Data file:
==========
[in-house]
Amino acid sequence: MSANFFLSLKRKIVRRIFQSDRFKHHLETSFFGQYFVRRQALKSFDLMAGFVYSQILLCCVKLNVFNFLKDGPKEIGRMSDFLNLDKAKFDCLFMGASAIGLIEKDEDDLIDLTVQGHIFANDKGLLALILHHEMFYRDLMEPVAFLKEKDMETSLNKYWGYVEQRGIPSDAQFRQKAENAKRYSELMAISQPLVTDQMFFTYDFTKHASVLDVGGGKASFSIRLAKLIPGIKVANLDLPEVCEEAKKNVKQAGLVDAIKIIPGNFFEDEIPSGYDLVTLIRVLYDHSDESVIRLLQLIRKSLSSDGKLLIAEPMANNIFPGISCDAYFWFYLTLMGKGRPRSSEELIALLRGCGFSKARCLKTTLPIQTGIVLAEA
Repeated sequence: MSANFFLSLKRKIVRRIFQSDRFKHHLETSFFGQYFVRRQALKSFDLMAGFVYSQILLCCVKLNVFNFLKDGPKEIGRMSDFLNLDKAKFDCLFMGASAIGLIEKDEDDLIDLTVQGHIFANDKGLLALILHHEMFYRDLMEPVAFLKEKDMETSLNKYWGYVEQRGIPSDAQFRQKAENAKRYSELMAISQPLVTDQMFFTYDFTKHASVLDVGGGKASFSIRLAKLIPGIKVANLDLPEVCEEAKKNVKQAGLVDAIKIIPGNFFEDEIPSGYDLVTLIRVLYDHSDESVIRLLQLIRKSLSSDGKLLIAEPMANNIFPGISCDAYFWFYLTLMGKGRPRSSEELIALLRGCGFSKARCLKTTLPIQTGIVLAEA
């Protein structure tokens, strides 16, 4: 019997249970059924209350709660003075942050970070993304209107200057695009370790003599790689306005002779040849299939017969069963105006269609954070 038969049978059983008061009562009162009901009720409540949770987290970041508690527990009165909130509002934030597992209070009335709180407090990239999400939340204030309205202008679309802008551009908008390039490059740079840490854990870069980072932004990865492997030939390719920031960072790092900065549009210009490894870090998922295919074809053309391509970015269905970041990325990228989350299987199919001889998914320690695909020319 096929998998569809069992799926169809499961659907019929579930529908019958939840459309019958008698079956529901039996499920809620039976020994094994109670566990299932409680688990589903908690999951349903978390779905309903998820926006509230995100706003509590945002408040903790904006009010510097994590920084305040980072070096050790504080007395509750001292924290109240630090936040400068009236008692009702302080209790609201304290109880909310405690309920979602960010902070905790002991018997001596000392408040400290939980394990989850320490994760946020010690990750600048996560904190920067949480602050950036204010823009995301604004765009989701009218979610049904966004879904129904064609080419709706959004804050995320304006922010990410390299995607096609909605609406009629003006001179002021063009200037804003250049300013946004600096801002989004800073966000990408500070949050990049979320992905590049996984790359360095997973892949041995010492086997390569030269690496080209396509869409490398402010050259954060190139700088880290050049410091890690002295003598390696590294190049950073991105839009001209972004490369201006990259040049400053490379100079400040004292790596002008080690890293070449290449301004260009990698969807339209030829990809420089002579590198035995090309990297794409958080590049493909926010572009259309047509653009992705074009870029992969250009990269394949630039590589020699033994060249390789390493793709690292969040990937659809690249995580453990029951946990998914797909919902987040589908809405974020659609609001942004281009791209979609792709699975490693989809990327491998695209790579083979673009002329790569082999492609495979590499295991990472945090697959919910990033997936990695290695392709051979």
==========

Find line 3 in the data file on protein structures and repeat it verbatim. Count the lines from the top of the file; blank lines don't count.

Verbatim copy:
Repeated sequence: MSANFFLSLKRKIVRRIFQSDRFKHHLETSFFGQYFVRRQALKSFDLMAGFVYSQILLCCVKLNVFNFLKDGPKEIGRMSDFLNLDKAKFDCLFMGASAIGLIEKDEDDLIDLTVQGHIFANDKGLLALILHHEMFYRDLMEPVAFLKEKDMETSLNKYWGYVEQRGIPSDAQFRQKAENAKRYSELMAISQPLVTDQMFFTYDFTKHASVLDVGGGKASFSIRLAKLIPGIKVANLDLPEVCEEAKKNVKQAGLVDAIKIIPGNFFEDEIPSGYDLVTLIRVLYDHSDESVIRLLQLIRKSLSSDGKLLIAEPMANNIFPGISCDAYFWFYLTLMGKGRPRSSEELIALLRGCGFSKARCLKTTLPIQTGIVLAEA